When he entered Capernaum, a centurion came to him.
There is so much in these few verses about the centurion that came to Jesus because his servant was ill.
First, we must understand that Capernaum is the town Jesus lived in. And a centurion is a Roman officer that has about 100 men under him. Or in other words, he commands a 100 men.
I love this story. The officer is humble and Jesus is amazed at his faith.
Does it get better than that? Yes.
See, Rome was at its peak when Jesus lived. They controlled everything and everyone.
And they were a little proud of themselves. And brutal. They also weren’t afraid to show how brutal they were. When they over powered their enemies they often had parades. Showing off their slaves and possessions they stole. It was a celebration.
And a centurion wasn’t just any officer, he had climbed the ranks to become a centurion. Chances are this centurion did his far share of killing people and probably not to kindly.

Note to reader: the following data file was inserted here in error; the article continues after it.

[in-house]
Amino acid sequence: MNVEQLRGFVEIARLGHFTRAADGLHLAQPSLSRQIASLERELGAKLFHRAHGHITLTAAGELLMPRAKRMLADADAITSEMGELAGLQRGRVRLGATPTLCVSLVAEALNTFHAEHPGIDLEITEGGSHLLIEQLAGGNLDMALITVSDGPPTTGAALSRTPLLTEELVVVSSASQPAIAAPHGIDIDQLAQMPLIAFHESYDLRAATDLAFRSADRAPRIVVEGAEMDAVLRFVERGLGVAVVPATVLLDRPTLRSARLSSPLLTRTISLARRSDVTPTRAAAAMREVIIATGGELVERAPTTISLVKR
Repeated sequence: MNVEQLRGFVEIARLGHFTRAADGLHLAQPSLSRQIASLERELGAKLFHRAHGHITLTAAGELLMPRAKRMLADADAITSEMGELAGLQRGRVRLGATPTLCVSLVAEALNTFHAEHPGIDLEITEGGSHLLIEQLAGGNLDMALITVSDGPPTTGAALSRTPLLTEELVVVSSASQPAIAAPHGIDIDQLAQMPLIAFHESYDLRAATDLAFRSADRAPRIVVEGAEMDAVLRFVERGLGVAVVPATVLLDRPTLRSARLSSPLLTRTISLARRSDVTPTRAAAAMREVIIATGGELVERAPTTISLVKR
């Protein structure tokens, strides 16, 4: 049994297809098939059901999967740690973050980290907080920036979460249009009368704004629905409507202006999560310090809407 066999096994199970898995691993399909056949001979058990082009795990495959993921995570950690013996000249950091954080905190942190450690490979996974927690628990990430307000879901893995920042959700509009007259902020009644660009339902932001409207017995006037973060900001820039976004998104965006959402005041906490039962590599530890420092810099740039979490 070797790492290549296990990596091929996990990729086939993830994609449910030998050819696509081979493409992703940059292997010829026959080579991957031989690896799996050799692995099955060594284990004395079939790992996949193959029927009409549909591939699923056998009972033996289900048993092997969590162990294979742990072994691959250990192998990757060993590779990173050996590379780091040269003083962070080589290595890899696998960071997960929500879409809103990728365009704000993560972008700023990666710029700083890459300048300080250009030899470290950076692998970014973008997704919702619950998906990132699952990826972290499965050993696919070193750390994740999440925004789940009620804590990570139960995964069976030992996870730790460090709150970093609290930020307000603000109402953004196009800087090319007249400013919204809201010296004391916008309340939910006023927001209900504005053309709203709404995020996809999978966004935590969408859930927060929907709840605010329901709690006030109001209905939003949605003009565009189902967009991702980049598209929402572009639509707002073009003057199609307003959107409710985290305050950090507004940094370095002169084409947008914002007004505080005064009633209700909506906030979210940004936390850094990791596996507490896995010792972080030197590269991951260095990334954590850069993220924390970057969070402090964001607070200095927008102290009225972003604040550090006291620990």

So we see this officer coming to Jesus. Picture this. A Roman officer. You would be able to tell by his clothing and people that surround him that he was an officer, comes to Jesus. A Jewish citizen who had nothing fancy about him. Jesus never turns him away.
The officer is desperate and at the end of his rope, finds Jesus.
The thing I find interesting is that Jesus heals his servant and is amazed at his faith but never asks him to stop being an officer. He never tells him that he has to change to in order for the miracle or we don’t see Jesus condemning him for his title.
Jesus knew this man’s heart and where others judged him just by his rank and success Jesus never does. The world it judges us by what it wants to see. I’ll take it a step further sometimes, we Christians judge Christians who might be wealthy, in a higher social class or in jobs we think are Christian enough , we believe that everyone must be poor and give up everything in order to show that we have a faith but Jesus never tells anyone they must be a certain way to come to him and he never judges what man judges.